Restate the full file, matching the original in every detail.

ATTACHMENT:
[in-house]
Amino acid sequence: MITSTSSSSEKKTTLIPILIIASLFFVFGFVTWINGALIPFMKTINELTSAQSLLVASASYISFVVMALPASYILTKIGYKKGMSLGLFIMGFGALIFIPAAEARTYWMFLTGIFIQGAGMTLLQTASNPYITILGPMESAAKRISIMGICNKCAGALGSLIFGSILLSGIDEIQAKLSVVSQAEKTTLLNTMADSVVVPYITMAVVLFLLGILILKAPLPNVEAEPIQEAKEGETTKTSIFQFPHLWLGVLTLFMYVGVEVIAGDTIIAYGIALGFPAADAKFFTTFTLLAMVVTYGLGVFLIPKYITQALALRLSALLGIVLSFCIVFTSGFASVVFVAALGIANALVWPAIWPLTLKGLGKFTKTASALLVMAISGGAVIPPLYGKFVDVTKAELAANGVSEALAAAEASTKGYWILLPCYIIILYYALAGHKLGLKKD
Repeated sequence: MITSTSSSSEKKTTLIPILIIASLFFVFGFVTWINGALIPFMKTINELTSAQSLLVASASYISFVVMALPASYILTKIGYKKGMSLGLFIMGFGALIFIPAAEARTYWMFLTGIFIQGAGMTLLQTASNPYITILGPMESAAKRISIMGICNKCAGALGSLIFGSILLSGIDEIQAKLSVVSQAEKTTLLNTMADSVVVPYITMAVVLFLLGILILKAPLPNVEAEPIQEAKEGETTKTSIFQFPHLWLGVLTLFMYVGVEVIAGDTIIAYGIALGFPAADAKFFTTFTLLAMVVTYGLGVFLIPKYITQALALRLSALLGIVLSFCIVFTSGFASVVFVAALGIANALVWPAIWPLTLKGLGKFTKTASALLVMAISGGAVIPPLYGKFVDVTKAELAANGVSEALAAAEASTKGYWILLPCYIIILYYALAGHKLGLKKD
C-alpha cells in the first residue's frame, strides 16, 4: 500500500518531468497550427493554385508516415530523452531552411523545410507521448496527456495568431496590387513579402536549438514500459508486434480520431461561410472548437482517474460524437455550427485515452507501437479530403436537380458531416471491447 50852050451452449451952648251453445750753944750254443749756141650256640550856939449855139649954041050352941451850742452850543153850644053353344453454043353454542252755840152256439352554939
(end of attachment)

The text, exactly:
[in-house]
Amino acid sequence: MITSTSSSSEKKTTLIPILIIASLFFVFGFVTWINGALIPFMKTINELTSAQSLLVASASYISFVVMALPASYILTKIGYKKGMSLGLFIMGFGALIFIPAAEARTYWMFLTGIFIQGAGMTLLQTASNPYITILGPMESAAKRISIMGICNKCAGALGSLIFGSILLSGIDEIQAKLSVVSQAEKTTLLNTMADSVVVPYITMAVVLFLLGILILKAPLPNVEAEPIQEAKEGETTKTSIFQFPHLWLGVLTLFMYVGVEVIAGDTIIAYGIALGFPAADAKFFTTFTLLAMVVTYGLGVFLIPKYITQALALRLSALLGIVLSFCIVFTSGFASVVFVAALGIANALVWPAIWPLTLKGLGKFTKTASALLVMAISGGAVIPPLYGKFVDVTKAELAANGVSEALAAAEASTKGYWILLPCYIIILYYALAGHKLGLKKD
Repeated sequence: MITSTSSSSEKKTTLIPILIIASLFFVFGFVTWINGALIPFMKTINELTSAQSLLVASASYISFVVMALPASYILTKIGYKKGMSLGLFIMGFGALIFIPAAEARTYWMFLTGIFIQGAGMTLLQTASNPYITILGPMESAAKRISIMGICNKCAGALGSLIFGSILLSGIDEIQAKLSVVSQAEKTTLLNTMADSVVVPYITMAVVLFLLGILILKAPLPNVEAEPIQEAKEGETTKTSIFQFPHLWLGVLTLFMYVGVEVIAGDTIIAYGIALGFPAADAKFFTTFTLLAMVVTYGLGVFLIPKYITQALALRLSALLGIVLSFCIVFTSGFASVVFVAALGIANALVWPAIWPLTLKGLGKFTKTASALLVMAISGGAVIPPLYGKFVDVTKAELAANGVSEALAAAEASTKGYWILLPCYIIILYYALAGHKLGLKKD
C-alpha cells in the first residue's frame, strides 16, 4: 500500500518531468497550427493554385508516415530523452531552411523545410507521448496527456495568431496590387513579402536549438514500459508486434480520431461561410472548437482517474460524437455550427485515452507501437479530403436537380458531416471491447 50852050451452449451952648251453445750753944750254443749756141650256640550856939449855139649954041050352941451850742452850543153850644053353344453454043353454542252755840152256439352554939